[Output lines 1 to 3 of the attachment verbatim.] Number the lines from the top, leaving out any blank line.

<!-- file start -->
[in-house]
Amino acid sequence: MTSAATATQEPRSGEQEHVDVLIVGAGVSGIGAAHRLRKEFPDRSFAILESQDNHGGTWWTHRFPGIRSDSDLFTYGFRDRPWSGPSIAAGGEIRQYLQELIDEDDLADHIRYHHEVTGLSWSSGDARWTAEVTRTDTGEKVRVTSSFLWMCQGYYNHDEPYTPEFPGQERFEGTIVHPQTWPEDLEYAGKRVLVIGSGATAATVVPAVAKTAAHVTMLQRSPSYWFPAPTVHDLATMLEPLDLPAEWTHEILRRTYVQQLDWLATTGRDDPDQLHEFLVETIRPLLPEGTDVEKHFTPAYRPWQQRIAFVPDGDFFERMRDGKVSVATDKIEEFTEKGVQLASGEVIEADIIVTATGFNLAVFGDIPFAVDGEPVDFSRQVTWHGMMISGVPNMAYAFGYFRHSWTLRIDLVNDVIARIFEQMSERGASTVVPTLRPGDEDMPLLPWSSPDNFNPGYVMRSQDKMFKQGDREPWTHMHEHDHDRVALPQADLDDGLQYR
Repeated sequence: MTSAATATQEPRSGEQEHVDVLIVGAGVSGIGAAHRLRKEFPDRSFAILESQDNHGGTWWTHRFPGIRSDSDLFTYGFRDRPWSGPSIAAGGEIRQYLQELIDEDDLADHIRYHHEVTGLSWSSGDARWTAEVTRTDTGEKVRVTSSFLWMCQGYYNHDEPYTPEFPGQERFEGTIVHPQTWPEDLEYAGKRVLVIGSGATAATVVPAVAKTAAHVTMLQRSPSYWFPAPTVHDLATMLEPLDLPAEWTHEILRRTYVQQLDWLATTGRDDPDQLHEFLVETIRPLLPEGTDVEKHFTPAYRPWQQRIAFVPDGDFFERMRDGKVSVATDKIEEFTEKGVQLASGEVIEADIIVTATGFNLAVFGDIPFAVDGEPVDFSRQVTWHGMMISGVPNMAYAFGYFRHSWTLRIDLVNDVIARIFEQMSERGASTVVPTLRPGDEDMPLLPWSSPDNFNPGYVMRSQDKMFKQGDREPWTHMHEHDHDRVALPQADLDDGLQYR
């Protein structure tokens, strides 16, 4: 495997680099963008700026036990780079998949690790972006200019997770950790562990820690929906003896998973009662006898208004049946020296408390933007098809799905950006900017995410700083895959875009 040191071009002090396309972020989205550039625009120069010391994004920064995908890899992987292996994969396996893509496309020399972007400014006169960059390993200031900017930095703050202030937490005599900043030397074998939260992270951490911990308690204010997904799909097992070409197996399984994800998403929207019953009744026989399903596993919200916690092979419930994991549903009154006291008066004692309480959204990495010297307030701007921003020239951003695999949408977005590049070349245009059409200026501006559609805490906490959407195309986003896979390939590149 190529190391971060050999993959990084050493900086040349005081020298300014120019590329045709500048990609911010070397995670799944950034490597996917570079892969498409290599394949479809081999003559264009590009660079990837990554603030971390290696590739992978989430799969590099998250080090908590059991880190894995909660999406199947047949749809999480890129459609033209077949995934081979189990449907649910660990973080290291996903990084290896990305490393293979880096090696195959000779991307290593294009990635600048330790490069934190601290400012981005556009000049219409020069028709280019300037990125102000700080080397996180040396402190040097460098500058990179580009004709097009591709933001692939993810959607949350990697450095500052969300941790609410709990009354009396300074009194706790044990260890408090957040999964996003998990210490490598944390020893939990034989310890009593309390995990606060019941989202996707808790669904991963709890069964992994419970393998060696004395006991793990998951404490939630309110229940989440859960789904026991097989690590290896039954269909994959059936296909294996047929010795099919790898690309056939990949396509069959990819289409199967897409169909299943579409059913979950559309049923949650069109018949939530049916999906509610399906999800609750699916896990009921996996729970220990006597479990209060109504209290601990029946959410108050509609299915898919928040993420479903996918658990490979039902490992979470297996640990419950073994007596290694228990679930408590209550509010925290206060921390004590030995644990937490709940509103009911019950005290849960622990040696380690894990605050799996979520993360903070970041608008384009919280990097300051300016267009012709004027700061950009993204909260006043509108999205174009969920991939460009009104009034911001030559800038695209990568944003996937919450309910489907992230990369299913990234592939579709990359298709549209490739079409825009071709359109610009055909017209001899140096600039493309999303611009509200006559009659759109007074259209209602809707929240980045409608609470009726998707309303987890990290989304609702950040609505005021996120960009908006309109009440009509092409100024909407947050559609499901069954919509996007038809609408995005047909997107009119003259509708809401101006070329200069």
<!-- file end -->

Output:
[in-house]
Amino acid sequence: MTSAATATQEPRSGEQEHVDVLIVGAGVSGIGAAHRLRKEFPDRSFAILESQDNHGGTWWTHRFPGIRSDSDLFTYGFRDRPWSGPSIAAGGEIRQYLQELIDEDDLADHIRYHHEVTGLSWSSGDARWTAEVTRTDTGEKVRVTSSFLWMCQGYYNHDEPYTPEFPGQERFEGTIVHPQTWPEDLEYAGKRVLVIGSGATAATVVPAVAKTAAHVTMLQRSPSYWFPAPTVHDLATMLEPLDLPAEWTHEILRRTYVQQLDWLATTGRDDPDQLHEFLVETIRPLLPEGTDVEKHFTPAYRPWQQRIAFVPDGDFFERMRDGKVSVATDKIEEFTEKGVQLASGEVIEADIIVTATGFNLAVFGDIPFAVDGEPVDFSRQVTWHGMMISGVPNMAYAFGYFRHSWTLRIDLVNDVIARIFEQMSERGASTVVPTLRPGDEDMPLLPWSSPDNFNPGYVMRSQDKMFKQGDREPWTHMHEHDHDRVALPQADLDDGLQYR
Repeated sequence: MTSAATATQEPRSGEQEHVDVLIVGAGVSGIGAAHRLRKEFPDRSFAILESQDNHGGTWWTHRFPGIRSDSDLFTYGFRDRPWSGPSIAAGGEIRQYLQELIDEDDLADHIRYHHEVTGLSWSSGDARWTAEVTRTDTGEKVRVTSSFLWMCQGYYNHDEPYTPEFPGQERFEGTIVHPQTWPEDLEYAGKRVLVIGSGATAATVVPAVAKTAAHVTMLQRSPSYWFPAPTVHDLATMLEPLDLPAEWTHEILRRTYVQQLDWLATTGRDDPDQLHEFLVETIRPLLPEGTDVEKHFTPAYRPWQQRIAFVPDGDFFERMRDGKVSVATDKIEEFTEKGVQLASGEVIEADIIVTATGFNLAVFGDIPFAVDGEPVDFSRQVTWHGMMISGVPNMAYAFGYFRHSWTLRIDLVNDVIARIFEQMSERGASTVVPTLRPGDEDMPLLPWSSPDNFNPGYVMRSQDKMFKQGDREPWTHMHEHDHDRVALPQADLDDGLQYR